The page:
People are nosy when it comes to fertility. When they practically ask, "Are you infertile?," it can be hard to know what to say.
These tips will help you get through some through uncomfortable situations.
You've probably already experienced a version of the following: A friend posts on Facebook that she's pregnant and you burst into tears (and we're not talking tears of joy, here). Or a coworker asks you when you're planning on having children. Maybe your mother-in-law wonders aloud -- at the family dinner table -- why it's taking so long for her to become a grandparent. She hasn't point-blank asked, "Are you infertile?," but she may as well at this point!
Whether you're open with people about your struggle with infertility or have chosen to keep quiet about it, uncomfortable situations can and will pop up. In many cases, it's simply because people don't understand how difficult infertility is; in other cases, they're simply clueless about the possibility that you might be struggling. Whatever the case, here are some helpful strategies for dealing with sticky situations from Mindy R. Schiffman, Ph.D., a clinical psychologist in New York City who often works with infertile couples:
Talk with your partner about what you will say to people so you're on the same page. If one of you discusses it openly and the other isn't OK with that, it adds stress to an already stressful situation. Decide whether you'll be open about the cause of the infertility. Perhaps your husband doesn't want everyone to know that his sperm count that's the issue, or you don't want people to know you have an ovulation disorder -- in that case, you can agree to say that you're tackling it as a couple and spin it as "our problem."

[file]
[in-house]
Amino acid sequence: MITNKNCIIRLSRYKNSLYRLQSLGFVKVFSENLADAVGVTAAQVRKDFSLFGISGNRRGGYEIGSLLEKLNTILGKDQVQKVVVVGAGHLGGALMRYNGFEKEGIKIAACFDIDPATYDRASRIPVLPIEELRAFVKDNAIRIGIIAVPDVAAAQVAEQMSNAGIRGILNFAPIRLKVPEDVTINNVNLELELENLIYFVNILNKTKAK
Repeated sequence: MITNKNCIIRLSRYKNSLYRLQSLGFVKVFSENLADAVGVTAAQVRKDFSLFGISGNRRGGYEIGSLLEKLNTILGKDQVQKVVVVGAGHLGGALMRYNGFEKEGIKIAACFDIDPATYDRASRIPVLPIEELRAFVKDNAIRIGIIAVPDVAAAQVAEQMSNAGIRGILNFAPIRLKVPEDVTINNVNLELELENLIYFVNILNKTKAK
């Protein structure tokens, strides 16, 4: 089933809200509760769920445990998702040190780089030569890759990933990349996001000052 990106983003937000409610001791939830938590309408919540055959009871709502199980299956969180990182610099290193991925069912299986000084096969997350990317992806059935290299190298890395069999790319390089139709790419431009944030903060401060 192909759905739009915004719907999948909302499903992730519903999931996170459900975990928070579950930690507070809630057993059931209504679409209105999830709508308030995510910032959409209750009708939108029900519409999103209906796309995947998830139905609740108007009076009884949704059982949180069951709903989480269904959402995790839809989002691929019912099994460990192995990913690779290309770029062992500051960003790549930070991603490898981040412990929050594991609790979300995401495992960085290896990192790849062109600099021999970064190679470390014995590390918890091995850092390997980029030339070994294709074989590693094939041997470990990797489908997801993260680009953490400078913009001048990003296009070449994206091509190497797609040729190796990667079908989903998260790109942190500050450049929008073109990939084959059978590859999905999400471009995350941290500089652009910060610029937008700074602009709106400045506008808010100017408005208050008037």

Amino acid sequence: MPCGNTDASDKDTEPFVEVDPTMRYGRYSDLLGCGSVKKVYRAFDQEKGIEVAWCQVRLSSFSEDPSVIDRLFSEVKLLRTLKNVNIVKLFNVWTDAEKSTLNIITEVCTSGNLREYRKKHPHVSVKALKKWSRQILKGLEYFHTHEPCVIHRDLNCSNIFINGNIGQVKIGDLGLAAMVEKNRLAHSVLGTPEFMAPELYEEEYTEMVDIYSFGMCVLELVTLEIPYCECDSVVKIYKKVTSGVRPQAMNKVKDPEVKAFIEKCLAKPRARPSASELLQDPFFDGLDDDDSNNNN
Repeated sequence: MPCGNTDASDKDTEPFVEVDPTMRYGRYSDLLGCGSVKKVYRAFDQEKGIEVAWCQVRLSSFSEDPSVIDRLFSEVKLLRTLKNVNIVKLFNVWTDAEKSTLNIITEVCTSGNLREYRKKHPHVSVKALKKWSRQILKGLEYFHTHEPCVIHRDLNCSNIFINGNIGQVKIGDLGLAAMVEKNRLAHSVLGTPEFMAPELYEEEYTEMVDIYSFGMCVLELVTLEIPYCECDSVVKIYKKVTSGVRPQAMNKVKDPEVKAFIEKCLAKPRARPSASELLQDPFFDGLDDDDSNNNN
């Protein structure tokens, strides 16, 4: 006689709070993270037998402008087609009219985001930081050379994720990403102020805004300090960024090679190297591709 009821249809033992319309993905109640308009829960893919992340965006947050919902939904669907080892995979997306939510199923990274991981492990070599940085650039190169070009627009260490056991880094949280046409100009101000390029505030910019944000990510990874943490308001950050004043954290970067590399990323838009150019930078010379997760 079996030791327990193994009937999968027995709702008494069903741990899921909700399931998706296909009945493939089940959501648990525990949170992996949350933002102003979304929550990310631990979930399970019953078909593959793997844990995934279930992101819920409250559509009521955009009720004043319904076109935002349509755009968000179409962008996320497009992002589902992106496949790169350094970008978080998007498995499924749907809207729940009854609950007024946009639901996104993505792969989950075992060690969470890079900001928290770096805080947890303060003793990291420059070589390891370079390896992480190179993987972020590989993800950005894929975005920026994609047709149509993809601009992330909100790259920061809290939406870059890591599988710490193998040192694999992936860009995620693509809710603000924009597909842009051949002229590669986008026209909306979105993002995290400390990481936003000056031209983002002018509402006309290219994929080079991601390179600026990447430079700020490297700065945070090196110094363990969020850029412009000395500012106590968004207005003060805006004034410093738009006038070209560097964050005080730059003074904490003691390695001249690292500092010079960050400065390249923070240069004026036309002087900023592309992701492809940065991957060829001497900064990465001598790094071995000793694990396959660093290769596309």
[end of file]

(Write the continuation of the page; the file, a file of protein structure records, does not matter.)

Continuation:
Feel entitled to keep silent. No one expects you to share details of your sex life, so why should you have to share details of your struggle to have children (which, frankly, includes your sex life)? You don't owe anyone an explanation. If someone asks, you can deflect the question by saying, "We don't know, and we'd rather not talk about it." Do what feels right to you, not what you think others want to hear.
Keep it vague. There's no need to go into vast amounts of detail. Sometimes all that's needed is a simple statement: "When we have news to report, we'll share it." Most people won't press for details. If they do, then you can let them know it's a private matter.
Consider enlisting the confidence of one or two trusted family members. The benefit of this is that they can help steer conversations away from sensitive topics on your behalf. It also makes you feel supported and like someone's on your side. Again, you don't have to go into detail if you don't want to. You can simply say, "We're experiencing some ups and downs trying to get pregnant, and it's been hard. We'd love to have your support."
Look at it as a teaching moment. If you're comfortable opening up, know that you're doing your part to educate people on a topic that they may not know anything about. Most people are sympathetic when they hear how difficult it is to be in your shoes. They may even have a friend or family member who is childless (and not by choice) and may appreciate hearing from you what infertility is like. Don't feel like you have to be an Infertility ambassador, but the more people who become sensitive to it, the less chance people will presume that everyone can have kids whenever they choose. You may even discover that other friends are going through the same thing.
Protect yourself. If you get invited to a baby shower and you don't think you can handle it, don't go. You're not being rude or selfish -- you're looking out for your own emotional well-being at a time when you really need to be good to yourself. If you feel close enough to the person who is pregnant, you might even say something like, "I'm so happy for you, but we're going through a tough time and I know I won't be able to give you my best self right now."
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